The Perfect Frame: Steampunk Settings


“Remember in your story that setting is the other character. It is as important to your story as the people in it because it gives them context and can ideally be used to heighten drama and tension, depending on where it is.”  Rob Parnell

The advice in this quote above is pretty much the same advice I was given by one of my lecturer/tutors in creative writing, Dr Ross Watkins. Ross told me to think of the setting as a character with its own ‘dialogue’. As setting is the weakest tool in my writer’s kit, I’ve always taken this advice to heart.

The right setting is important to a Steampunk story, as it adds to the overall verisimilitude of the work-in-progress and can have a secondary function in adding details to characterisation and plot. A Steampunk Scientist needs a laboratory, the Airship Pirate has to have a dirigible (even if they have to steal one), the Engineer need machines and tools and to smell of grease. This match-up of character to setting may seem rather obvious, but the setting has to live and breathe for the reader, and it is up to the writer to give their characters the most exciting and appropriate setting.

Think of your character as a gemstone, and the word ‘setting’ suddenly make more sense. A faceted diamond can be beautiful all by itself, but the perfect setting will make it unique and outstanding from other diamonds. That is how your setting should function … by working in partnership with your characters and plot to form a seamless work of craft.

Art by Brian Kesinger

Art by Brian Kesinger

As a visual prompt, let us use one of Brian Kesinger’s Tea Girls. She is sitting under a tree … not the most Steampunk of settings, one might think. But note the inclusion of 1/ text books, 2/ a magnifying glass, and 3/ several small vasculums dangling from the woman’s belt. She is most likely a botanist of some sort, so an arboreal setting isn’t out of character. She would be out of place in a drawing room, though maybe not a greenhouse or library. It is the layering of details that makes a setting work.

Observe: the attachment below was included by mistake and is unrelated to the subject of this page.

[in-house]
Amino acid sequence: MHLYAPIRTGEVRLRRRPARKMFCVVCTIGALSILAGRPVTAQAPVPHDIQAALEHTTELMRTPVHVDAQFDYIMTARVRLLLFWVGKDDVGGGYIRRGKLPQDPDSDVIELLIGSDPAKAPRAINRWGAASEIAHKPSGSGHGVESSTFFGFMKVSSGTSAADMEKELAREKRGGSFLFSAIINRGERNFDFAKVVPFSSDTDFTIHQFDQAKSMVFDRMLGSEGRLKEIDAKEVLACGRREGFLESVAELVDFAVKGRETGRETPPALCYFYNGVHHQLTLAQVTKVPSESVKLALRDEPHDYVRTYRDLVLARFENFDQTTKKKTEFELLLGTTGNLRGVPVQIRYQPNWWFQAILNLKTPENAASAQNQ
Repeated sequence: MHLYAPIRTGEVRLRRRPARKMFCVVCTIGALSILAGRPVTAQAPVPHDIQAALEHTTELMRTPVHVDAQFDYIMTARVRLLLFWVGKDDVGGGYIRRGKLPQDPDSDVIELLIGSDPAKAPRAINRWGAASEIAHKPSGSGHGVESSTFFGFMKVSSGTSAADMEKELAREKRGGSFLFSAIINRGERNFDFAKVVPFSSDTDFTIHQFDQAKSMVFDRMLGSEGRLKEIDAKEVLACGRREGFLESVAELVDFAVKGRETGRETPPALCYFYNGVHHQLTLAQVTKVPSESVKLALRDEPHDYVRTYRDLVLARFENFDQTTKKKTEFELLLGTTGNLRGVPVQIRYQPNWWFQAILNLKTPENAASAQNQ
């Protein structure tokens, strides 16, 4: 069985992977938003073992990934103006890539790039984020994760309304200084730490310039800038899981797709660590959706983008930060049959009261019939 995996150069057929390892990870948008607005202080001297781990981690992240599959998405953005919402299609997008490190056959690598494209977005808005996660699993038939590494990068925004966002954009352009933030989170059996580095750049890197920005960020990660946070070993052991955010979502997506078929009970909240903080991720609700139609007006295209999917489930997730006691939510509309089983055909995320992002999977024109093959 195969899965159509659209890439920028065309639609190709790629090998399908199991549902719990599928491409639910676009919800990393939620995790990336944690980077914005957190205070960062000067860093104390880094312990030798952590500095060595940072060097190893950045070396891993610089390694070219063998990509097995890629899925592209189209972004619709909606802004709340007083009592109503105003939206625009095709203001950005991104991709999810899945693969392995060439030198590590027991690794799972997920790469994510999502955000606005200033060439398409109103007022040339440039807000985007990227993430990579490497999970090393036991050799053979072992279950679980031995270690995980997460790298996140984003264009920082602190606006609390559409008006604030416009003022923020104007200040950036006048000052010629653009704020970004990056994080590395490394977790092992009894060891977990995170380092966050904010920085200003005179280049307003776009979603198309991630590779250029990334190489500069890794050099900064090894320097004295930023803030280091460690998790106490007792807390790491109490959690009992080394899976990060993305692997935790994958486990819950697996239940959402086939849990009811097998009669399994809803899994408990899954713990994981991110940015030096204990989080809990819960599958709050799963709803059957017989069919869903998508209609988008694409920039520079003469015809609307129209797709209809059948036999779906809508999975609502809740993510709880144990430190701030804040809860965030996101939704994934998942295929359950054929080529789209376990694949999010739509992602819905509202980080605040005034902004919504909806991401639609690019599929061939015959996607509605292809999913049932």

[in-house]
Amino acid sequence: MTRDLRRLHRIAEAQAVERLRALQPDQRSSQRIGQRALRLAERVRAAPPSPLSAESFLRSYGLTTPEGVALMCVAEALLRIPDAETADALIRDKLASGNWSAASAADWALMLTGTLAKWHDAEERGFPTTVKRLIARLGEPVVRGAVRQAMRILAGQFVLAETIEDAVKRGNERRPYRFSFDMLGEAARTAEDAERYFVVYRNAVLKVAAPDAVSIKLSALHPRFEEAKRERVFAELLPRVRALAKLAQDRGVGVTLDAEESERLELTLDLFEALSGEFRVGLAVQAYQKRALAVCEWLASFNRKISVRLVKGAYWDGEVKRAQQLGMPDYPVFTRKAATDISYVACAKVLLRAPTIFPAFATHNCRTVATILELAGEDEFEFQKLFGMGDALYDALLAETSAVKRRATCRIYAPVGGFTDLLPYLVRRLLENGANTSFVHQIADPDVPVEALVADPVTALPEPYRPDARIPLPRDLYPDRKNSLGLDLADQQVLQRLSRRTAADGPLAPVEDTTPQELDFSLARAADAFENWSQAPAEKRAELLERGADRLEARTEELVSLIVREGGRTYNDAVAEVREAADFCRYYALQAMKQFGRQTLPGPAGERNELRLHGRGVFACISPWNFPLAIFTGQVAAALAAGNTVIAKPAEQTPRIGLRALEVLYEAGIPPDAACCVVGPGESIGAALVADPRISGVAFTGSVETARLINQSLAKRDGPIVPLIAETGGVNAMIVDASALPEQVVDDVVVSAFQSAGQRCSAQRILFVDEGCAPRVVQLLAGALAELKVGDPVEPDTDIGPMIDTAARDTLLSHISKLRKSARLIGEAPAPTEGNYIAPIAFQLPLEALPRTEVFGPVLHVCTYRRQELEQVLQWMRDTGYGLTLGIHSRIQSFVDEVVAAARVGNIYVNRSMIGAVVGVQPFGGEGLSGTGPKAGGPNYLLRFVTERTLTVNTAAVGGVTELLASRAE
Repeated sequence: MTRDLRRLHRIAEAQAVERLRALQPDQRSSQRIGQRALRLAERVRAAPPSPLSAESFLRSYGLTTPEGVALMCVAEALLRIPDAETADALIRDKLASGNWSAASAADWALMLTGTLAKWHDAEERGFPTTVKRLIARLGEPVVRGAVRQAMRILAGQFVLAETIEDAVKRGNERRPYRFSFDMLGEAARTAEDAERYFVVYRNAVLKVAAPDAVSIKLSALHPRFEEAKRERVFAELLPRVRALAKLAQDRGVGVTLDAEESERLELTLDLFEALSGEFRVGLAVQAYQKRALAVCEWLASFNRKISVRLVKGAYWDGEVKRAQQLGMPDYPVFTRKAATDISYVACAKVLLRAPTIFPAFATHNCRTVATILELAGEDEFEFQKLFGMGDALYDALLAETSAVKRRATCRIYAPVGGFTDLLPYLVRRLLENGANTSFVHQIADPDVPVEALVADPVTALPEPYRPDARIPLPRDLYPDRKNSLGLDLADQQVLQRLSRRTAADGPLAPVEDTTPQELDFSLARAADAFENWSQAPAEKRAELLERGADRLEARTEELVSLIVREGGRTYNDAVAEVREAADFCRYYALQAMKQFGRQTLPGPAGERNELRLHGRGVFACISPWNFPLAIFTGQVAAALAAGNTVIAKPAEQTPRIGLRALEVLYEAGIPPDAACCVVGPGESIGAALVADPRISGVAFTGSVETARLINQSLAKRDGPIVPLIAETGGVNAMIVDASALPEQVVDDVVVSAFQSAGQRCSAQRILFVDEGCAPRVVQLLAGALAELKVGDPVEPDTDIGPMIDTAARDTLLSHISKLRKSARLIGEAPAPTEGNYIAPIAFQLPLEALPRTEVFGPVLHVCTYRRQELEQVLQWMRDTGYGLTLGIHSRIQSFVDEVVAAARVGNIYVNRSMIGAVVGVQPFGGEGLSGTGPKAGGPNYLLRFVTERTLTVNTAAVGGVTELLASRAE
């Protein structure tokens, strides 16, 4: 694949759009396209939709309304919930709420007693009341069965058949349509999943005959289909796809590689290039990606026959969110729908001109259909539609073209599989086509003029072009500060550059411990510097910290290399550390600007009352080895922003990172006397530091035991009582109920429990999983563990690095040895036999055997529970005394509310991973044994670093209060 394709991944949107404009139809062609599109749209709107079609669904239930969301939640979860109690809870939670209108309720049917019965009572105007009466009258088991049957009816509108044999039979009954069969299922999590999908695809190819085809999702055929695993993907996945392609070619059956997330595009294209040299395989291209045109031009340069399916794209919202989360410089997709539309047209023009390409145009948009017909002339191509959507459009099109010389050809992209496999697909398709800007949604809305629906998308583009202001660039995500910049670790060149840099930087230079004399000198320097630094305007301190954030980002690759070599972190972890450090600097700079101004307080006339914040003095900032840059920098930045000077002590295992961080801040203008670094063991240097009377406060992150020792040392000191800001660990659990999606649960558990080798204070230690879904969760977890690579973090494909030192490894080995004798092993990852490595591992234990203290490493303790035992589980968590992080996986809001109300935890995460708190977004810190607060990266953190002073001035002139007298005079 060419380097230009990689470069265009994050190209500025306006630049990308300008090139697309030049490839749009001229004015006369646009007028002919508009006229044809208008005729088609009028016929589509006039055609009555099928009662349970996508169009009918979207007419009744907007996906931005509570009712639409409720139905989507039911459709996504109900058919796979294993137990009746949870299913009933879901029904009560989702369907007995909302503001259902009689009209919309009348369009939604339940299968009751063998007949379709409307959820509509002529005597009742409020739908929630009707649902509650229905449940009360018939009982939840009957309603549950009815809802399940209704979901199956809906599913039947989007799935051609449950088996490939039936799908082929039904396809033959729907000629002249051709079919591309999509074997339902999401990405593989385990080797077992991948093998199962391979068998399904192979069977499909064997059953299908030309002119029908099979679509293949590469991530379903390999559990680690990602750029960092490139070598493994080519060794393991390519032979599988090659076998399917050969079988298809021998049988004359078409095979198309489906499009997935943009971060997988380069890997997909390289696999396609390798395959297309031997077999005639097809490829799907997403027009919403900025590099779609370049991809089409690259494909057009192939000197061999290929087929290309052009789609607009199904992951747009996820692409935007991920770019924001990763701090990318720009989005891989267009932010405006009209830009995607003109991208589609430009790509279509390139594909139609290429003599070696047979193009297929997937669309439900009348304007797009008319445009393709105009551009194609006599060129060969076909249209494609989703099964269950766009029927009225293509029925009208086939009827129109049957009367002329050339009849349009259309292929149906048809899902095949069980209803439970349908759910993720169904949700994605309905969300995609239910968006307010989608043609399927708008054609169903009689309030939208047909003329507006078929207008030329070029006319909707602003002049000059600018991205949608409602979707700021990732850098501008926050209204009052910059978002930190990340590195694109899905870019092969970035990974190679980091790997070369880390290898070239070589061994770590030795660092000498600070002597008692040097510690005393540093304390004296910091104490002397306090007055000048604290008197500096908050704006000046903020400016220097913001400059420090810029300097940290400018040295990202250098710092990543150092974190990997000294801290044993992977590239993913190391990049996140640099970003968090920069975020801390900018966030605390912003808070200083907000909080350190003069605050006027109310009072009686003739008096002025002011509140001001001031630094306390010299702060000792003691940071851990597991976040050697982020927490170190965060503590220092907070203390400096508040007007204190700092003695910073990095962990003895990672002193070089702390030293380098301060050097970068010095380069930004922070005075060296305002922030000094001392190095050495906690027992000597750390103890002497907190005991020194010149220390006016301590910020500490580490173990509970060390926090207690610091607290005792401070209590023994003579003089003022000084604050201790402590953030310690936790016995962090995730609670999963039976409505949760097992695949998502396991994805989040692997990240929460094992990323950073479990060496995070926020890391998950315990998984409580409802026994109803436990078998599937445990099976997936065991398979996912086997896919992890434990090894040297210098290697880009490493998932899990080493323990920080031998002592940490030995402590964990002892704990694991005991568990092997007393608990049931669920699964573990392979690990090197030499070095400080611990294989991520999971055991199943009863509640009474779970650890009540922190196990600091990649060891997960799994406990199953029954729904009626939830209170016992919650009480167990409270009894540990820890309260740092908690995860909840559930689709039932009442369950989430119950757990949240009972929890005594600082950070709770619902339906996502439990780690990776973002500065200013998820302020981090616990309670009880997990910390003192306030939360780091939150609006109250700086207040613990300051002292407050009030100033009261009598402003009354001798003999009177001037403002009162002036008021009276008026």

'Raising Steam' by Terry Pratchett

‘Raising Steam’ by Terry Pratchett

To use a text sample from Terry Pratchett’s Raising Steam:

There was something insect-like about the metallic contraption, bits of which were spinning incessantly while the whole thing was shrouded in a cloud of smoke and steam of its own making. Harry King saw purpose personified.

Here is the perfect example of setting as a character. The steam locomotive, Iron Girder, functions as both setting and as a character in this book. This is pure Steampunk, a scientific innovation that changes how a whole society functions. (And – if you haven’t read this book yet – hurry up!) Ross would approve of how the locomotive also acts as a metaphor for the changing attitudes in a society. Terry Pratchett really knows how to make a setting earn its keep within a story.

The Genre Markers of a Steampunk Setting:

a/ The society is industrial;

b/  The era is the equivalent of the English Victorian and Edwardian eras (but need not be limited to such);

c/ They can be borrowed from other works of fiction (Steampunk is open to  good mash-up);

d/ And are only limited by your imagination.

And always remember to have fun with your settings. You need to immerse yourself in a setting with all five of your senses. Hear the clang of metal work, see the gleam of polished brass and steel, smell the burning oil, feel the grease on your skin, taste the smoke, and let it make your eyes water. Feel the thud of the pistons in your bones!



Filed under Getting Started, Setting, Steampunk

2 responses to “The Perfect Frame: Steampunk Settings

  1. After taking a stream train ride on Sunday, I can feel the pulse of a stationary steam train.
    The train was waiting to take off for the return journey and I stood next to the engine and listened to the steam piston inside the engine gently pulsate. I felt like the engine was “alive” and just raring to go, to take the carriages, full of tourists, back to the Rosewood Steam Museum.
    I hope I can convey that feeling into the next story I write!

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